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North Korea Accused of World's Worst Human Rights Record

  • Lisa Schlein

Human Rights campaigners say North Korea has the world's worst human rights record. The campaigners are urging the UN Human Rights Commission to condemn North Korea for gross violations of human rights including abductions, torture, arbitrary arrest, summary and extra-judicial executions.

Kim Young-soon says in 1970 she and seven members of her family were sent to a North Korean political prison camp for an unspecified crime by her husband.

"My parents and my four children - the youngest was one and a half years old - and we had to spend eight years in the prison camp," she said. "My parents, both of them died of malnutrition and one son died because he was drowned. And, one other son in 1988, he tried to defect to China, but he was put into a political prison camp and tried to escape and he got executed.

Ms. Young-Soon says she does not know whether her husband is dead or alive. She says she eventually fled North Korea and arrived in South Korea in November 2003.

The UN special human rights investigator for North Korea, Vitit Muntarbhorn, says many people who flee to China to escape hunger or persecution are forcibly returned. He notes that in both instances, the refugees are severely punished because North Korea's government considers such flight to be a crime.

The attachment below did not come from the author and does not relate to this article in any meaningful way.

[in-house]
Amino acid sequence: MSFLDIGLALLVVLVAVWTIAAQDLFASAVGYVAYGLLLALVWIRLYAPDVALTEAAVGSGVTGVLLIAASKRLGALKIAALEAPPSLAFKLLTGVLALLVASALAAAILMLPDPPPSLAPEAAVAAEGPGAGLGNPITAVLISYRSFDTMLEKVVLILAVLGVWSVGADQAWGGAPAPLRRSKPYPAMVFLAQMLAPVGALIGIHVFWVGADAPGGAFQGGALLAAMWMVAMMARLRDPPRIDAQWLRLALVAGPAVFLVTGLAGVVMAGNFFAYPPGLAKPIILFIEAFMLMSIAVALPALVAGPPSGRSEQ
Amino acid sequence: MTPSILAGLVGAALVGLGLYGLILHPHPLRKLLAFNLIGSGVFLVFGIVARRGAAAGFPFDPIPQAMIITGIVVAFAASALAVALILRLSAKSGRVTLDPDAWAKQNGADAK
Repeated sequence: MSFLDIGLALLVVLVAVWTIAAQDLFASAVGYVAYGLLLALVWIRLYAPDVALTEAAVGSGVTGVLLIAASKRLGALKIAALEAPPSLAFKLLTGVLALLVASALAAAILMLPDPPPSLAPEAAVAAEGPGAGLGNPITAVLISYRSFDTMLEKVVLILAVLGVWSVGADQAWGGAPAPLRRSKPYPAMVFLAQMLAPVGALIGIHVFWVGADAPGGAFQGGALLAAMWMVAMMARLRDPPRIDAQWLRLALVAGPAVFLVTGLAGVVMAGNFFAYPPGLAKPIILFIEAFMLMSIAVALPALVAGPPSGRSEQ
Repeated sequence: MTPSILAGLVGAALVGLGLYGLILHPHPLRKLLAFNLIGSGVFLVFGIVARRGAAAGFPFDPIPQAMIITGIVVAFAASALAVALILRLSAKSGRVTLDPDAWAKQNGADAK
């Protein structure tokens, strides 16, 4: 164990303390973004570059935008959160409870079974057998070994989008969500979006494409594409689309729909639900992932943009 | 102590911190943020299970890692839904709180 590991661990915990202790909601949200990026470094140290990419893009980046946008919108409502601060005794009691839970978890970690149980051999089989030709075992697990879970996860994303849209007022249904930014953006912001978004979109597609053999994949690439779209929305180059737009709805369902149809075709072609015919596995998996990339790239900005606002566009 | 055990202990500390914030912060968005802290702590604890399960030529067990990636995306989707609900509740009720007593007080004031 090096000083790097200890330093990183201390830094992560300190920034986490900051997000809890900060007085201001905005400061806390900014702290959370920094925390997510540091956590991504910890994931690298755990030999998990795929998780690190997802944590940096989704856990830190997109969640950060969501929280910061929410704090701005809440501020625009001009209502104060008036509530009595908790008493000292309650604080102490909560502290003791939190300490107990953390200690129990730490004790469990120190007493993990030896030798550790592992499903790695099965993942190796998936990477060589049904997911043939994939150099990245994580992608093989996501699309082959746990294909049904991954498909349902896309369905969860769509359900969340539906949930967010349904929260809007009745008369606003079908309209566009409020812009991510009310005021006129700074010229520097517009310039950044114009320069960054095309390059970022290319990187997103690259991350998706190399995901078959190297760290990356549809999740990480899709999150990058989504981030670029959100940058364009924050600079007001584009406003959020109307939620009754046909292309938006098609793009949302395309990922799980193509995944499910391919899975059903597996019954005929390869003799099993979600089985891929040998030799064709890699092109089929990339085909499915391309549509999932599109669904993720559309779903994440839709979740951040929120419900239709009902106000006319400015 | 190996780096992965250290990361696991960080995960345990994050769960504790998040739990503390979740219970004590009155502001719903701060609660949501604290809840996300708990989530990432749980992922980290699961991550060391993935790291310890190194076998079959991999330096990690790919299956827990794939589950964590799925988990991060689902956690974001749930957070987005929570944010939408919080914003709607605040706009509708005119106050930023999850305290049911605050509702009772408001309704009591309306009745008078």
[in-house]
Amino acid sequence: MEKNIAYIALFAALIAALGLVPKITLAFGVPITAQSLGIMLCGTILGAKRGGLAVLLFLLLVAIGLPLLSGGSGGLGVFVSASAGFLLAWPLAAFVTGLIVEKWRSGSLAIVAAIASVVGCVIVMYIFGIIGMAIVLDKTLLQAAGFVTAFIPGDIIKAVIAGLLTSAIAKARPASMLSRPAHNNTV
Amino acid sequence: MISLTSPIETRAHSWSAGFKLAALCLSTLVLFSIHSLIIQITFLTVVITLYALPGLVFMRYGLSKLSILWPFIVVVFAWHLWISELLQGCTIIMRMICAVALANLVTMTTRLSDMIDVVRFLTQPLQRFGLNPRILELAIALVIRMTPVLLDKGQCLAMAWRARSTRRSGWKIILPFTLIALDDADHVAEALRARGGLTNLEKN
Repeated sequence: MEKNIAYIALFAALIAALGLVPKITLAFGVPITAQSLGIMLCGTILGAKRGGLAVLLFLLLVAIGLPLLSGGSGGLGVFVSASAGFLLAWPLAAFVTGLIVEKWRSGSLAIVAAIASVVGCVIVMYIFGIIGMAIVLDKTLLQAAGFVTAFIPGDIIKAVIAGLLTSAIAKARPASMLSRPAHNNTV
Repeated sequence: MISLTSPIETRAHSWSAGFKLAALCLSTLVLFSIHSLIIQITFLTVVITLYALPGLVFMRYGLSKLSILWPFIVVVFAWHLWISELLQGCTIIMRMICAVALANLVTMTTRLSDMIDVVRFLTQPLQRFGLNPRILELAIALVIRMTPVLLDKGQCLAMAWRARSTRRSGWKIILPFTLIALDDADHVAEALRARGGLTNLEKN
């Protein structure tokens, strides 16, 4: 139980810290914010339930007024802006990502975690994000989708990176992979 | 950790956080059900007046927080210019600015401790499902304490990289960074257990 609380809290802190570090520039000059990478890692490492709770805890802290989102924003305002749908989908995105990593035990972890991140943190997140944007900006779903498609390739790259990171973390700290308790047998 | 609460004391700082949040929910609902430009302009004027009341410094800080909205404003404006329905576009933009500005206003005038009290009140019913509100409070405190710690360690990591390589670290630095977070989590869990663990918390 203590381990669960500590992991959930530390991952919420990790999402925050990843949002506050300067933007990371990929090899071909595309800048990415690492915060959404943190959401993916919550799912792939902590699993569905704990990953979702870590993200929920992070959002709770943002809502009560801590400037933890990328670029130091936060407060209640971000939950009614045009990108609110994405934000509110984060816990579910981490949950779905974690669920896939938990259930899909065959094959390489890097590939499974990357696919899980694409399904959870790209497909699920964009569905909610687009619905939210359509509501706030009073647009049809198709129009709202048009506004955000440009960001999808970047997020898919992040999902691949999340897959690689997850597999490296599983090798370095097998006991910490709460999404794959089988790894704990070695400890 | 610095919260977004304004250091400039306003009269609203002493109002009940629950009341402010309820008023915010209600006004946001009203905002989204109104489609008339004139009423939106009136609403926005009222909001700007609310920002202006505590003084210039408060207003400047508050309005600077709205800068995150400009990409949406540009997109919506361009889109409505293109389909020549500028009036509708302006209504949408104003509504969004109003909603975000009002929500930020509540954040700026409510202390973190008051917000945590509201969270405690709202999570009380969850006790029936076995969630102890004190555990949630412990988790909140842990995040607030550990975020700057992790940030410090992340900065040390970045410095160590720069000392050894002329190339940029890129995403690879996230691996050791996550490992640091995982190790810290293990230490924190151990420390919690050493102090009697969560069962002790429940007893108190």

"So, the hunger cases are not simple hunger cases," he said. "They are hunger cases linked with the possibility or potential threat of persecution upon return due to the sanction waiting for them for having left without a visa from the country of origin."

Bill Rammel is the British official in charge of North Korean affairs at the Foreign Office. He says North Korea should be engaged in a constructive dialogue about its human rights record along with the talks on Pyongyang's nuclear weapons program. But, he warns, if dialogue does not work, the international community will have to consider tougher options, including sanctions.

"North Korea really does need to face up to the fact that it is completely and utterly isolated," said Mr. Rammel. "North Korea always tries to present this issue as a disagreement between itself and the United States of America. It is far larger and far more fundamental than that. The whole of the international community has genuine concerns about what is happening in North Korea and North Korea has got to respond."

Mr. Rammel says a European Union-sponsored resolution to condemn North Korea for gross human rights violations has received broad support and is expected to be adopted by the U.N. Human Rights Commission.

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